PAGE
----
“Wait times to get a formal autism diagnosis from a qualified program range from six months to two years. It’s very frustrating for parents and their children who need services,” explains Dr. Mark Wolraich, MD, a REACH faculty member and retired professor of pediatrics at the University of Oklahoma Health Sciences Center.
Research shows the autism diagnosis delay remains high. According to Dr. Wolraich, “Now that we are looking at autism as a spectrum disorder, even more children need to be evaluated.” The latest CDC data reveals that, in 2020, one in 36 children was diagnosed with Autism Spectrum Disorder, a significant increase from 2010 when only one in 68 children received an autism diagnosis. It is important to begin treatment as soon as possible.
A formal diagnosis is critical because it gives families access to resources like physical and speech therapy, school aides, and insurance coverage. Long wait times to be evaluated leave painful gaps in care, which can impede children’s development and strain families.
We asked Dr. Wolraich what pediatric primary care providers can do to help families and children while they are waiting for an official autism diagnosis.
The sooner patients are referred for diagnosis, the better. Clinicians can be prepared with a list of reputable local centers and pediatric specialists qualified to make a formal autism diagnosis. In some areas, there may also be state services that provide evaluations.
For severe cases, Dr. Wolraich recommends clinicians also provide referrals for immediate support to address symptoms.
“One of the major treatments for autism, especially in younger children, is applied behavioral analysis,” explains Dr. Wolraich. “It’s very helpful for autism and can be provided to children with behavioral problems even if the children don’t yet have an autism diagnosis.” Young children under age three can also receive services pre-diagnosis through their state’s early intervention program.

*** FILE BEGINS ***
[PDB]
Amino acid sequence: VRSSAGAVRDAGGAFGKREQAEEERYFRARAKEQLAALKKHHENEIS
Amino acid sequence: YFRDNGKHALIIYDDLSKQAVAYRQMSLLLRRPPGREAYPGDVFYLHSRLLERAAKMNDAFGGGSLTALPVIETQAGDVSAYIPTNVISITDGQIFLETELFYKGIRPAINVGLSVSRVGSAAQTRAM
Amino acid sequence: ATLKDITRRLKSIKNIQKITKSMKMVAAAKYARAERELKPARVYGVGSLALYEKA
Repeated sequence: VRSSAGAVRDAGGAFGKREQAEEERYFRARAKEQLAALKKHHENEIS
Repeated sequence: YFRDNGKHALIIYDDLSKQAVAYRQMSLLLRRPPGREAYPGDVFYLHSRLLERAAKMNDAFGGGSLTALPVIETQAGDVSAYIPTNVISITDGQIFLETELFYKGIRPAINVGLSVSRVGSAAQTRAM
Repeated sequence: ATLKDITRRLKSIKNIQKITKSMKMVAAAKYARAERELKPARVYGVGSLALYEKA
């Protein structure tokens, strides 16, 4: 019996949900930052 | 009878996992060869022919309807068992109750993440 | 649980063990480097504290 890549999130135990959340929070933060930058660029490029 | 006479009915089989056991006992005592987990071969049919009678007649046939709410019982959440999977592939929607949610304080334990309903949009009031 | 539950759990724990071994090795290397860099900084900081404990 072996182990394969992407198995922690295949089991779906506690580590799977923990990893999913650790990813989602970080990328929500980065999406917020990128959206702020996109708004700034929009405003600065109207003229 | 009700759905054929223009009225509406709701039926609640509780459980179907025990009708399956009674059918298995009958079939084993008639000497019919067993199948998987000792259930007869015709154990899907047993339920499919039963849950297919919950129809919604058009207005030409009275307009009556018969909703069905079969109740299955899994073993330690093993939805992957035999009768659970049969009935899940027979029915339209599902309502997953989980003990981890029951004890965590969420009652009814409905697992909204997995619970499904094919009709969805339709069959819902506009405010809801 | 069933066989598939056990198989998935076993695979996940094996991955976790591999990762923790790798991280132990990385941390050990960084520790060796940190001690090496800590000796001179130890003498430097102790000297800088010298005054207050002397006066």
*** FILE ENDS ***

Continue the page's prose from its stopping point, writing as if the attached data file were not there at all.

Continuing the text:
For children aged four and over, clinicians can refer parents to their school district’s Special Education office. School districts are required by law to evaluate and provide services to students with disabilities, including autism, through individual education programs.
“Some schools have developed the ability to conduct autism evaluations,” shares Dr. Wolraich. A major component of the evaluation includes the Autism Diagnostic Observation Schedule or ADOS. Once the evaluation is completed, schools and other programs can provide initial support for qualified students and other services become available. “For example, if there are language delay problems, the schools can work on treating those symptoms right away, before there is a formal diagnosis,” explains Dr. Wolraich.
Providers can help families get school-based support by sending an evaluation report to the school district and directing parents to the appropriate contacts to begin the process. Note that assessment and support requirements are at the district level, so not every individual school will have the same resources available.
Autism services can vary from state to state and school system to school system. There may also be state or local nonprofit organizations, clinical centers, and public programs available. Navigating the maze of resources is not always straightforward, though, and parents may be able to receive help from autism organizations or even legal guidance, which organizations may be able to assist with.
To start, Dr. Wolraich recommends referring parents to the national nonprofit organization Autism Speaks, which provides a directory of resources by state. Clinicians can also refer families directly to the local resources they know about from working with other patients with autism.
Most practices have some pediatric patients with autism. Their families, if willing, can also serve as a resource for those awaiting diagnosis. They may provide valuable tips for navigating local services, as well as help parents new to autism feel less alone during what can be a difficult time.
Facilitating such connections can be valuable for families and children across the autism spectrum. For example, for children and adolescents with high-functioning autism who struggle with social interactions, meeting people with the same diagnosis can help them realize others have the same challenges they do.
Research to date has suggested that up to 50-70% of people with autism also have comorbid ADHD. With this in mind, clinicians can keep an eye out for ADHD and other comorbidities, as treating comorbid conditions may help patients significantly. Since pediatric primary care providers may already be comfortable prescribing medication for ADHD, Dr. Wolraich advises approaching treatment “as you would with any patient with the diagnosis.”
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